doi = "10.1080/21645515.2019.1565260",
language = "English",
volume = "15",
pages = "1656--1665",
journal = "Human Vaccines and Immunotherapeutics",
issn = "2164-5515",
publisher = "Landes Bioscience",
number = "7-8",

}

Knowledge, attitudes and factors associated with acceptability of human papillomavirus vaccination among undergraduate medical, dental and nursing students in South India. / Shetty, Seemitha; Prabhu, Sumathi; Shetty, Veena; Shetty, Avinash K.

In: Human Vaccines and Immunotherapeutics, Vol. 15, No. 7-8, 03.08.2019, p. 1656-1665.

Research output: Contribution to journalArticle

TY - JOUR

T1 - Knowledge, attitudes and factors associated with acceptability of human papillomavirus vaccination among undergraduate medical, dental and nursing students in South India

AU - Shetty, Seemitha

AU - Prabhu, Sumathi

AU - Shetty, Veena

AU - Shetty, Avinash K.

PY - 2019/8/3

Y1 - 2019/8/3

N2 - Purpose: To evaluate knowledge, attitudes and factors associated with acceptability of human papillomavirus (HPV) vaccine among undergraduate medical, dental, and nursing students in South India. Methods: Using a post-test study design, a convenience sample of 988 students (age 18–26 years) were surveyed. The primary outcome was vaccine acceptability (likely to intend to receive the vaccine). Bivariate analysis using Chi-Square test of independence and multivariate binary logistic regression analysis was used to examine factors associated with vaccine acceptability. Results: Out of 988 students surveyed, majority had heard about cervical cancer (95%), HPV (89.3) or genital warts(77.5). Only 59.7% had heard of HPV vaccine prior to the survey; 65.2% intended to receive the vaccine and 68.3% were willing to recommend the vaccine to others. Participants aged <22 years were less likely to accept the vaccine (OR:0.85, CI:0.76–0.96) compared with participants aged older than 22 years. Medical students (OR:1.12, CI:1.03–1.23), students who reported alcohol use (OR:1.15, CI:1.03–1.29) and those with moderate knowledge scores were more likely to intend to receive the vaccine (OR:1.14, CI:1.04–1.24), compared to others. On multivariate analysis, only course (OR 1.366, CI 1.016–1.835) and attitude score (OR 4.17; CI 2.12–8.2) were statistically associated with intention to receive the HPV vaccine. Conclusion: Two-thirds of students intended to receive the HPV vaccine. Although the overall awareness of the HPV-related disease and prevention is good, considerable knowledge gaps exists in many areas suggesting that that more education about HPV disease and benefits of vaccination should be included in the undergraduate medical school curriculum.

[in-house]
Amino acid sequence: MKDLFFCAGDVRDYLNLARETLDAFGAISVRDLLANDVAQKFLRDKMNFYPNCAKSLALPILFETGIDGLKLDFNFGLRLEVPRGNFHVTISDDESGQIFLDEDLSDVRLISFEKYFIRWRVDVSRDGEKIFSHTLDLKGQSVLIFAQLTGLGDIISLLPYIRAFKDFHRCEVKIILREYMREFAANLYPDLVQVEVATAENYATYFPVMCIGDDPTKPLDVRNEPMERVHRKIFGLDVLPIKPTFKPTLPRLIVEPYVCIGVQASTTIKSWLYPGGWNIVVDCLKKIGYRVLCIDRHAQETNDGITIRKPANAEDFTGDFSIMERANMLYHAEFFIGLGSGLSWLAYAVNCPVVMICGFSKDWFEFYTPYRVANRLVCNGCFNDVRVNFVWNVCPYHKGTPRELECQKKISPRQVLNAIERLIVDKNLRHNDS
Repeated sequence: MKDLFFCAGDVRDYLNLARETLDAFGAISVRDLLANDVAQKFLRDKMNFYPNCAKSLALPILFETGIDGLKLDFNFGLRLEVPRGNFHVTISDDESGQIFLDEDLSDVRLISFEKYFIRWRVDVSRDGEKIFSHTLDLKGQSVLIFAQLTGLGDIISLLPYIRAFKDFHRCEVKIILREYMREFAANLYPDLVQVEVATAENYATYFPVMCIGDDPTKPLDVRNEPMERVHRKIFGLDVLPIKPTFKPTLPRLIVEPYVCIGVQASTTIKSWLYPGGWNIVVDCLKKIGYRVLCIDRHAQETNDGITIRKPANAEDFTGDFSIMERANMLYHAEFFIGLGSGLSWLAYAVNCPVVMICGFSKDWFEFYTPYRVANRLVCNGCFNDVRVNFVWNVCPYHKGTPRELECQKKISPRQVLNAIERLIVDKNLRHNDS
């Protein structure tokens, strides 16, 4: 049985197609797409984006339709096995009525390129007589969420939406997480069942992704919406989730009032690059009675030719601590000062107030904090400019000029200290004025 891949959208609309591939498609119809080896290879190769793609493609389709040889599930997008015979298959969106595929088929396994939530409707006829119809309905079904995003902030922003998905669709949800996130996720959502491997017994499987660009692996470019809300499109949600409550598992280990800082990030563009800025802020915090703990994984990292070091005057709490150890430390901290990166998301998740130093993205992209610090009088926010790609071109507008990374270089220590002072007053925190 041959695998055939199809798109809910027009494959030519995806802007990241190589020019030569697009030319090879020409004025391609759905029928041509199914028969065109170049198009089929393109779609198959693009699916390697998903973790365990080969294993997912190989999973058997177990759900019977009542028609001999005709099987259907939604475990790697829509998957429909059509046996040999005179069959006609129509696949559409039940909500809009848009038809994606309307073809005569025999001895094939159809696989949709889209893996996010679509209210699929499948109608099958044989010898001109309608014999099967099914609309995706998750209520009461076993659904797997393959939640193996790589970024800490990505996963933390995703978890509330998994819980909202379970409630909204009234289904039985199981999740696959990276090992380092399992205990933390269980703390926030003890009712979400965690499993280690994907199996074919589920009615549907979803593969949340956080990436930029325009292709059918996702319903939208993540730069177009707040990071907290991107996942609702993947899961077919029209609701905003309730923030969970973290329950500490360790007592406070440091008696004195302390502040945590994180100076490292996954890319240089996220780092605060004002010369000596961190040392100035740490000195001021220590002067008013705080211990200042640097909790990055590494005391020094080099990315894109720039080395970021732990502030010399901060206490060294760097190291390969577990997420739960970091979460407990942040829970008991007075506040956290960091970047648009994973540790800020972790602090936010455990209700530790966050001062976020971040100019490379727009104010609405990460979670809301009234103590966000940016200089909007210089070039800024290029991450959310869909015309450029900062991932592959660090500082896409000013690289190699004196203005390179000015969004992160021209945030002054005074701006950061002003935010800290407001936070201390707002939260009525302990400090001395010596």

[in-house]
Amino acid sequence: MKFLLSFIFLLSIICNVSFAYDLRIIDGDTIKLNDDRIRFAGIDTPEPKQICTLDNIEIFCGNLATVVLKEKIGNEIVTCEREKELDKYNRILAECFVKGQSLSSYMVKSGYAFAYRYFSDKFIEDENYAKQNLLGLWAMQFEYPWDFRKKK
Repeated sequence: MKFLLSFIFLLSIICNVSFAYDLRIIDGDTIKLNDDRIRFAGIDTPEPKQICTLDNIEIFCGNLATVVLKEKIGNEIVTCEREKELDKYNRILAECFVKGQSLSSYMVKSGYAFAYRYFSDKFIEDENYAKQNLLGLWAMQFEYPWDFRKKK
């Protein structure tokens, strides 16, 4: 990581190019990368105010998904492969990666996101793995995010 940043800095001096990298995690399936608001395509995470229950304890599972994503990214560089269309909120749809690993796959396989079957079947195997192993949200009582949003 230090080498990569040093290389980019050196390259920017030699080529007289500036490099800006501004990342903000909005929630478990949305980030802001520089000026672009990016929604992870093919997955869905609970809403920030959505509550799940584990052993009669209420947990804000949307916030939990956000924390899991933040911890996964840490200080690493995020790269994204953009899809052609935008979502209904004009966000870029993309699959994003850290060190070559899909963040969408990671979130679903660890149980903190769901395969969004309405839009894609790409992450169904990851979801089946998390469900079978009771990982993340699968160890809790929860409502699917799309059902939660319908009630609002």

AB - Purpose: To evaluate knowledge, attitudes and factors associated with acceptability of human papillomavirus (HPV) vaccine among undergraduate medical, dental, and nursing students in South India. Methods: Using a post-test study design, a convenience sample of 988 students (age 18–26 years) were surveyed. The primary outcome was vaccine acceptability (likely to intend to receive the vaccine). Bivariate analysis using Chi-Square test of independence and multivariate binary logistic regression analysis was used to examine factors associated with vaccine acceptability. Results: Out of 988 students surveyed, majority had heard about cervical cancer (95%), HPV (89.3) or genital warts(77.5). Only 59.7% had heard of HPV vaccine prior to the survey; 65.2% intended to receive the vaccine and 68.3% were willing to recommend the vaccine to others. Participants aged <22 years were less likely to accept the vaccine (OR:0.85, CI:0.76–0.96) compared with participants aged older than 22 years. Medical students (OR:1.12, CI:1.03–1.23), students who reported alcohol use (OR:1.15, CI:1.03–1.29) and those with moderate knowledge scores were more likely to intend to receive the vaccine (OR:1.14, CI:1.04–1.24), compared to others. On multivariate analysis, only course (OR 1.366, CI 1.016–1.835) and attitude score (OR 4.17; CI 2.12–8.2) were statistically associated with intention to receive the HPV vaccine. Conclusion: Two-thirds of students intended to receive the HPV vaccine. Although the overall awareness of the HPV-related disease and prevention is good, considerable knowledge gaps exists in many areas suggesting that that more education about HPV disease and benefits of vaccination should be included in the undergraduate medical school curriculum.

UR - http://www.scopus.com/inward/record.url?scp=85070078181&partnerID=8YFLogxK

UR - http://www.scopus.com/inward/citedby.url?scp=85070078181&partnerID=8YFLogxK

U2 - 10.1080/21645515.2019.1565260

DO - 10.1080/21645515.2019.1565260

M3 - Article

AN - SCOPUS:85070078181

VL - 15

SP - 1656

EP - 1665

JO - Human Vaccines and Immunotherapeutics

JF - Human Vaccines and Immunotherapeutics

SN - 2164-5515

IS - 7-8

ER -